Tag Archives: server

70-742 Additional Notes – Restoring the Default GPOs


You may find yourself in a situation where you need to restore the default domain policy or the default domain controllers policy to their original configurations. Thankfully – there is a tool for this – it is the aptly named dcgpofix.exe command line tool. This tools offers the following options:

  • /ignoreschema- this permits the command to run regardless of the AD scheme version in use
  • /target – permits you to specify exactly what object you want to restore
  • /? – permits the display of help on the command

70-742 Additional Notes – Item-Level Targeting with Group Policy Objects (GPO)


Item-level targeting is a feature of Group Policy that allows preference settings to be applied to individual users and/or computers within the scope of the Group Policy Object (GPO) that contains the preferences. Policy settings can also be filtered, but there are several important differences between item-level targeting of preference settings and the filters that can be used with policy settings:

  • Policy settings within a GPO can only be filtered on an all-or-nothing basis: either the entire GPO will apply to a target or it won’t. Item-level targeting allows individual preference settings within a GPO to be applied or not, based on specified criteria. Different preference settings can be applied to different groups of targets.
  • Policy settings are filtered using either security filters or WMI filters. Security filters are static and not very granular. WMI filters are dynamic and can be very granular, but the WMI Query Language in which they are written is complex and has a steep learning curve. Item-level targeting provides a great deal of granularity and an intuitive user interface for constructing filters.
  • Item-level targeting allows an administrator to specify a list of conditions that must be met in order for a preference setting to be applied to a user or computer object. The conditions in the list are connected by Boolean AND or OR operators. When the list is evaluated, if the result is true, the setting is applied; if the result is false, it isn’t.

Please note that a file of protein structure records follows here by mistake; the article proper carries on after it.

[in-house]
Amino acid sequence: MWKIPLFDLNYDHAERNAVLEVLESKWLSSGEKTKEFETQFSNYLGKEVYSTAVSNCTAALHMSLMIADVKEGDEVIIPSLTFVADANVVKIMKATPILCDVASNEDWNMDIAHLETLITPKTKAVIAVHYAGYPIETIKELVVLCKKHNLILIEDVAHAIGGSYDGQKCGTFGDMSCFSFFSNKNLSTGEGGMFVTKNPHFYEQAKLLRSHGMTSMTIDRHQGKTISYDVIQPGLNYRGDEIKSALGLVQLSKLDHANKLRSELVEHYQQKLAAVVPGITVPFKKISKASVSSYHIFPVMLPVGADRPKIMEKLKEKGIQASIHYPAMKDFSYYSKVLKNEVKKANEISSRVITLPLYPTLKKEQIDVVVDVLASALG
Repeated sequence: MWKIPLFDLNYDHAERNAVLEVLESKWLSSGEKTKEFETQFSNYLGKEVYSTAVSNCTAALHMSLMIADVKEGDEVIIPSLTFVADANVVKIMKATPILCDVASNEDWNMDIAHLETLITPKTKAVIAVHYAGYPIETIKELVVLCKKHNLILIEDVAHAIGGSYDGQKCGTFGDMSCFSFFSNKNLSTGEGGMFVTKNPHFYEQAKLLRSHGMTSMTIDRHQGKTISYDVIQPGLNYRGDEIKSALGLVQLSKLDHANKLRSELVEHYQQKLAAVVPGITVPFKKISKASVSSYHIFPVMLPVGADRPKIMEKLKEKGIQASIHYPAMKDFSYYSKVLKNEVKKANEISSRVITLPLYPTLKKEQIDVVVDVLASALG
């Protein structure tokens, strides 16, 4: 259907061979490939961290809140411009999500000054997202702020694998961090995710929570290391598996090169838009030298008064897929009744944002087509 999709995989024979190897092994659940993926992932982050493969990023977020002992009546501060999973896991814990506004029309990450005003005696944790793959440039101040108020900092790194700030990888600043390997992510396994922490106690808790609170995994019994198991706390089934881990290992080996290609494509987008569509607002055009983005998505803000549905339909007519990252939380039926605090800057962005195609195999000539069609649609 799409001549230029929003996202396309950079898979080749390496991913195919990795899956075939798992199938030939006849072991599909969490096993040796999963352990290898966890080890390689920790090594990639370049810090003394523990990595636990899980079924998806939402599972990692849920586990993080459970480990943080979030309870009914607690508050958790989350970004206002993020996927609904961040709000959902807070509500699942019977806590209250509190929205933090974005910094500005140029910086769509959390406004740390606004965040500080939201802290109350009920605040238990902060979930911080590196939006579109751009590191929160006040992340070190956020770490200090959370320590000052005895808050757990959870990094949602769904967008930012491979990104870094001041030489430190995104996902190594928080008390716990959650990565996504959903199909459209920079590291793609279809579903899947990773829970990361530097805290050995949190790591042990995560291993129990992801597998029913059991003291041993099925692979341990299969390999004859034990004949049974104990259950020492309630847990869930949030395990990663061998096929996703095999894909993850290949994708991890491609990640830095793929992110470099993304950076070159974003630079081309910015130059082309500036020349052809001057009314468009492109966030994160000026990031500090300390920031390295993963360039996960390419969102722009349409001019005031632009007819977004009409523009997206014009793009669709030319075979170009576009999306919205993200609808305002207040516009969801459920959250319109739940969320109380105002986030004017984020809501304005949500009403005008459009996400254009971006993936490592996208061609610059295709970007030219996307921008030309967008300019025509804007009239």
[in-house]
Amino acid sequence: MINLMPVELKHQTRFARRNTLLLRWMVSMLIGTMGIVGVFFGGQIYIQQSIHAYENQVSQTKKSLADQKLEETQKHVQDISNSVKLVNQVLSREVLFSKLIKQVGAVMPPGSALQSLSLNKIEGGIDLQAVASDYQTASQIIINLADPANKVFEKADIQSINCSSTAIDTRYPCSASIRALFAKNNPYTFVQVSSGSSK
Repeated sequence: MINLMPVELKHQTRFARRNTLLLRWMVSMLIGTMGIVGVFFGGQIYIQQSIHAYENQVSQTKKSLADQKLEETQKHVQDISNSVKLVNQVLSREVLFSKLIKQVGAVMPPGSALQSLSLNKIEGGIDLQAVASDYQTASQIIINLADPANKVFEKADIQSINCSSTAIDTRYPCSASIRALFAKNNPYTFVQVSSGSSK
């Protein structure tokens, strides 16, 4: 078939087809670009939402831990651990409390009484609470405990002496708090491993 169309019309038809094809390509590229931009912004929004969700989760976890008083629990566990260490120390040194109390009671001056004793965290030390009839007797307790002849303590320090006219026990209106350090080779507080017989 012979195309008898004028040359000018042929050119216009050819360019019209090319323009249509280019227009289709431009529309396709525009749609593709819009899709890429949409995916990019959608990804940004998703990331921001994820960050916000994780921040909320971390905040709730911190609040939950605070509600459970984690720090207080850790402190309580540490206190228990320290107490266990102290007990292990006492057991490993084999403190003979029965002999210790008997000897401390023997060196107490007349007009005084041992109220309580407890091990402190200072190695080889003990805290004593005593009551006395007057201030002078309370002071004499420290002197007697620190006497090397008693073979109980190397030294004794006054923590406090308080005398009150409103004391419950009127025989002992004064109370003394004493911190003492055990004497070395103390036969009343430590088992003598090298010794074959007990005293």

A wide variety of criteria are available for targeting settings to users and computers, including the following:

  • Battery Present Targeting
  • Computer Name Targeting
  • CPU Speed Targeting
  • Date Match Targeting
  • Disk Space Targeting
  • Domain Targeting
  • Environment Variable Targeting
  • File Match Targeting
  • IP Address Range Targeting
  • Language Targeting
  • LDAP Query Targeting
  • MAC Address Range Targeting
  • MSI Query Targeting
  • Network Connection Targeting
  • Operating System Targeting
  • Organizational Unit Targeting
  • PCMCIA Present Targeting
  • Portable Computer Targeting
  • Processing Mode Targeting
  • RAM Targeting
  • Registry Match Targeting
  • Security Group Targeting
  • Site Targeting
  • Terminal Session Targeting
  • Time Range Targeting
  • User Targeting
  • WMI Query Targeting

70-742 Additional Notes – Software Deployment Using Group Policy


Group Policy is one of your many options for automating the deployment of software in your Enterprise and is a huge topic for the 70-742 exam. You can use such policy to deploy applications to computer or users. Be sure to audit your Group Policy settings to ensure that you are only deploying the application once to a target user or system. Obviously, whenever possible, consider having the policy for distribution as high up in the directory structure as possible.

Windows Installer packages make software distribution in in this manner possible. You assign or publish the software using Software Installation in Group Policy. This is only possible if your file type fits one of the following categories:

  • Native Windows Installer package (.msi)
    • Provide the best overall deployment experience
    • Take full advantage of the Windows Installer
    • Allows for components to install on demand and also permits applications to self heal
    • You can enact modifications with a .mst file
    • You can enact software patches with a .msp file
  • Repackaged application (.msi) files
    • You can repackage an application that does not have a native Windows Installer Package
    • Keep in mind that the installation occurs as a single component; unlike what is possible with native Windows Installer Packages
  • An application file (.zap) – this installs the application by using its original setup.exe program; note that these files can only be published, not assigned
    • Define the setup.exe or install.exe into a .zap file in order to deploy them
    • A .zap file is a text file that contains information on how to publish the application
    • This approach is less flexible than native Windows Installer packages – for example, you would not be able to override the need for administrative privileges for installation

    InformIT (Pearson Education)